How Shifts in Consumer Sentiment Impact the Stock Market


Aug. 16 2021, Published 12:31 p.m. ET

On Aug. 13, the U.S. shared the latest consumer sentiment results. The results showcased a decade low, which put consumer confidence at its lowest level since July 2011. Issues like consumer sentiment have a relationship with the stock market, and investors want to know how their assets will respond.

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How does consumer sentiment impact the stock market, and what can the lack of confidence from Americans tell us about the market to come? Let's take a look at how sentiment and stocks play into one another.

Consumer sentiment is down, and stock market indices fall with it

The University of Michigan conducted a survey of U.S. consumers in August that showcases a 13.5 percent drop in consumer sentiment month-to-month. This puts the index at 70.2, which is the lowest it has been at in a full decade. It's also 3.9 points lower than August 2020 or a 5.3 percent drop YoY.

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In April 2020, the consumer sentiment dropped 19 percent over a one-month period. While that fall was steeper, the current sentiment level is darker.

The Dow Jones Industrial Average and the S&P 500 both hit record highs by Aug. 13, but they have since pared some of those gains along with the release of the consumer sentiment survey. While the impact wasn't enough to offset earnings and other positive news, fear played a role in the market's performance.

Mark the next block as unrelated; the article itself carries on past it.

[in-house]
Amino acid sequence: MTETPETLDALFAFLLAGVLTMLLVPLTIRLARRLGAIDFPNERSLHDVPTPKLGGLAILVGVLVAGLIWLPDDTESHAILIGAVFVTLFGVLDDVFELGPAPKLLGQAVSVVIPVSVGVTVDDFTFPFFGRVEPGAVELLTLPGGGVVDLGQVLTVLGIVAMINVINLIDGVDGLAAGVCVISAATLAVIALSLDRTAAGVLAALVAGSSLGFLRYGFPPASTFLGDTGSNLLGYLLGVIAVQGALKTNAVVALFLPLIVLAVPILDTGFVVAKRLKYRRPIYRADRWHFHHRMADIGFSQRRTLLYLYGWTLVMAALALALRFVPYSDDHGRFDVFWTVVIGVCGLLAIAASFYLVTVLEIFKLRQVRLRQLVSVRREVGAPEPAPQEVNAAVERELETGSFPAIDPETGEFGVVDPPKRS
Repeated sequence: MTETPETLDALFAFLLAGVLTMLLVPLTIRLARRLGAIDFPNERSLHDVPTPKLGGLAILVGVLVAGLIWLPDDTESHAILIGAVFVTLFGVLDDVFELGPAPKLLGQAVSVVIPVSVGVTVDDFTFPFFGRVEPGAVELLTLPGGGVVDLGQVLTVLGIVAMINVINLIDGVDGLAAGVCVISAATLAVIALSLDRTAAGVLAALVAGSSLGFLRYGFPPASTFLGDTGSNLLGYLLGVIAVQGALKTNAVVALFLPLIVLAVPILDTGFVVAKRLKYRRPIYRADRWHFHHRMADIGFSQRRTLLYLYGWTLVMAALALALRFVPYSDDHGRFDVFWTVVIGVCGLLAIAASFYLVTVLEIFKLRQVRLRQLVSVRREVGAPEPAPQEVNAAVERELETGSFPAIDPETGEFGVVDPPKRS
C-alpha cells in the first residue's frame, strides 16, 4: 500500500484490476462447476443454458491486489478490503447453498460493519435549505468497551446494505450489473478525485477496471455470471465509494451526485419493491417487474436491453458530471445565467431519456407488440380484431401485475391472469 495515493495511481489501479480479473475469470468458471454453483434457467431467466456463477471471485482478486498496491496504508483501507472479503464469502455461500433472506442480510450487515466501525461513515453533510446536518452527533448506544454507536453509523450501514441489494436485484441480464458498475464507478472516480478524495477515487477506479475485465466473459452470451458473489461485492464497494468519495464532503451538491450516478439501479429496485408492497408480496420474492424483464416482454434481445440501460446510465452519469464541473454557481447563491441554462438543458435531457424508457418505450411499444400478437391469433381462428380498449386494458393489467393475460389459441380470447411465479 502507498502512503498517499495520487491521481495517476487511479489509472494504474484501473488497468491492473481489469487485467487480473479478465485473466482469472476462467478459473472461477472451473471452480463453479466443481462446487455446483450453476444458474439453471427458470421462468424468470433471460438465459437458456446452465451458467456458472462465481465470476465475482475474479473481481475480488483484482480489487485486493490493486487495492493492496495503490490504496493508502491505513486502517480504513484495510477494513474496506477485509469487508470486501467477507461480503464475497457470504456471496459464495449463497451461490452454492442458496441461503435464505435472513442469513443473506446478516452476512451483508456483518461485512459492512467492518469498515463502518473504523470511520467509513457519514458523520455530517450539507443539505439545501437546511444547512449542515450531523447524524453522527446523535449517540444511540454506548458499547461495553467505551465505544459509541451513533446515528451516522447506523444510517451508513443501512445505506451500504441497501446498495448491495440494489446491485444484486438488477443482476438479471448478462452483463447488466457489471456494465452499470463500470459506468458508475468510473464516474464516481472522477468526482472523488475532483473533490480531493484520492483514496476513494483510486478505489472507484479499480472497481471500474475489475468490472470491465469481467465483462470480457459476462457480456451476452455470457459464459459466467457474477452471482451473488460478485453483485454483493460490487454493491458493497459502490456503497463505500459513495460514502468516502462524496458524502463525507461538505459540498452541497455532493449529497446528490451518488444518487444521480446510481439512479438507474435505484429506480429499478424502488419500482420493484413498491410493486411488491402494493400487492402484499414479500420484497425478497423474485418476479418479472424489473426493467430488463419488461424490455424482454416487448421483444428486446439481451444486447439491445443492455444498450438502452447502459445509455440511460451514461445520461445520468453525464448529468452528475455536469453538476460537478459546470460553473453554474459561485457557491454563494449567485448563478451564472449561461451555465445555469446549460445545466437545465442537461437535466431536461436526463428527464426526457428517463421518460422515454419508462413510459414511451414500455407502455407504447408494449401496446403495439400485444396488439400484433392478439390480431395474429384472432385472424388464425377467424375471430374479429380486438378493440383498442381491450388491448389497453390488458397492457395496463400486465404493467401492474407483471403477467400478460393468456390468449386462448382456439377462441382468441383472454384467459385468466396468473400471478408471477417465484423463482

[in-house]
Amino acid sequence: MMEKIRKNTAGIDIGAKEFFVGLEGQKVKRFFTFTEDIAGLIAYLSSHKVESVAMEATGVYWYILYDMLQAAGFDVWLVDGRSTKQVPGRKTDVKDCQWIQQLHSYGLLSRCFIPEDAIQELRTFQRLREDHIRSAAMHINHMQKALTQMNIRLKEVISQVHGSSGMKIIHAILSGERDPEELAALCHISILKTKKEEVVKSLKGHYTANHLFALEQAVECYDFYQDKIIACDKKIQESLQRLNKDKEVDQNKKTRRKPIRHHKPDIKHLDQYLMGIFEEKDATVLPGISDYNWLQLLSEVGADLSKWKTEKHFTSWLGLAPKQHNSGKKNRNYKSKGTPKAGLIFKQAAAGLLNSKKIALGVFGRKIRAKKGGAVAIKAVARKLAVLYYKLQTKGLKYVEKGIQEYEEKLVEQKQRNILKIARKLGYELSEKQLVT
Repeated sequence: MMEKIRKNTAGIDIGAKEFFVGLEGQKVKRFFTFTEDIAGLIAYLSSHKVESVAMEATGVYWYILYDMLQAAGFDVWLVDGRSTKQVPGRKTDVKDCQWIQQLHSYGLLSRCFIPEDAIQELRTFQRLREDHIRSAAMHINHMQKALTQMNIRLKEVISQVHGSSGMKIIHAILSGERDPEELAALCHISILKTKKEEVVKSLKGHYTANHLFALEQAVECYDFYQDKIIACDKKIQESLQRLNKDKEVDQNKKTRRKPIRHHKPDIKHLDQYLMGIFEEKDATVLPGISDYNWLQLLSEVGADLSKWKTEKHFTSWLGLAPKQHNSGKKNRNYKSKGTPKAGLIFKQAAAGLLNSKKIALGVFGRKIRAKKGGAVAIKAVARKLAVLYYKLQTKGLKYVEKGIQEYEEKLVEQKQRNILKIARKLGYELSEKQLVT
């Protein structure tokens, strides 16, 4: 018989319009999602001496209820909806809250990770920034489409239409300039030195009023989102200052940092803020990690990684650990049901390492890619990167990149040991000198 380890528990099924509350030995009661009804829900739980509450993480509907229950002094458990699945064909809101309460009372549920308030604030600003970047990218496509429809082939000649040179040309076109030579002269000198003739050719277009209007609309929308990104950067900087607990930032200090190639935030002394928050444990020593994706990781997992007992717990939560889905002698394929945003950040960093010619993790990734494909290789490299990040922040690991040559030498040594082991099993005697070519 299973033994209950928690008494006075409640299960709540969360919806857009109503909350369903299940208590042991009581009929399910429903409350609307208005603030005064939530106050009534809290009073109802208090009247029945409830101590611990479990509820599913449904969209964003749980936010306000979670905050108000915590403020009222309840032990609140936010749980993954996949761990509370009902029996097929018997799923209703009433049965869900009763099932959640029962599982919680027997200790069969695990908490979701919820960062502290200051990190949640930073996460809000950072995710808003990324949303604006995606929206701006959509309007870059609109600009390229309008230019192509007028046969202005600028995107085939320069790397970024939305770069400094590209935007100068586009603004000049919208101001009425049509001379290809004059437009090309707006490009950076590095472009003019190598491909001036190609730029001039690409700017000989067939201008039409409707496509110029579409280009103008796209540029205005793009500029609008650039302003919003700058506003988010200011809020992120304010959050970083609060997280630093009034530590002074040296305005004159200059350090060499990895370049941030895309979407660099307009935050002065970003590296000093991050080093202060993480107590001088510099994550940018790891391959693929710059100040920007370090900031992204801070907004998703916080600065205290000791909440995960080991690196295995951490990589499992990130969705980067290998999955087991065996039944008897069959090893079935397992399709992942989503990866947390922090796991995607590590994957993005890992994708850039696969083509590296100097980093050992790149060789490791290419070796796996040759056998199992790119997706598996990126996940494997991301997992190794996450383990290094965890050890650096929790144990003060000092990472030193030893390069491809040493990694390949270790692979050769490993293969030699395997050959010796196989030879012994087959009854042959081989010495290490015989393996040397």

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The COVID-19 Delta variant is to blame

According to Richard Curtin, the chief economist leading the University of Michigan survey, the COVID-19 Delta variant is all but entirely to blame for the plunging consumer sentiment level.

Curtin wrote on the University of Michigan website, "There is little doubt that the pandemic's resurgence due to the Delta variant has been met with a mixture of reason and emotion. Consumers have correctly reasoned that the economy's performance will be diminished over the next several months, but the extraordinary surge in negative economic assessments also reflects an emotional response, mainly from dashed hopes that the pandemic would soon end."

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While the Fed has been contemplating removing long-term economic stimulus measures and moving up the timeline for the interest rate increase, it seems that the economy has other plans.

Local governments are starting to reinstate mask mandates that adhere to CDC recommendations. According to U.S. consumers, a straight-and-narrow path to economic recovery isn't set in stone.

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How consumer sentiment surveys and the Consumer Confidence Index play into the stock market

Consumer sentiment serves as a leading indicator of the stock market.

A Federal Reserve essay says, "A rising stock market boosts consumer spending by acting as a leading indicator of higher expected labor income."

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While a rising stock market can boost consumer sentiment, external factors like the COVID-19 pandemic can have a negative impact. As a result, the suffering sentiment signals fears of rocky economic times ahead.

Whether the latest consumer confidence is rooted in logic or emotion is tough to say. It's easy to take the Delta variant surges personally, especially after a long 18+ months of dealing with pandemic struggles. Stock markets have set numerous records over the last year and a half, and government officials suggest that our economic recovery is well underway.

All things considered, the stock market's performance can be a burden on consumer confidence, but sentiment can impact the market just as easily.


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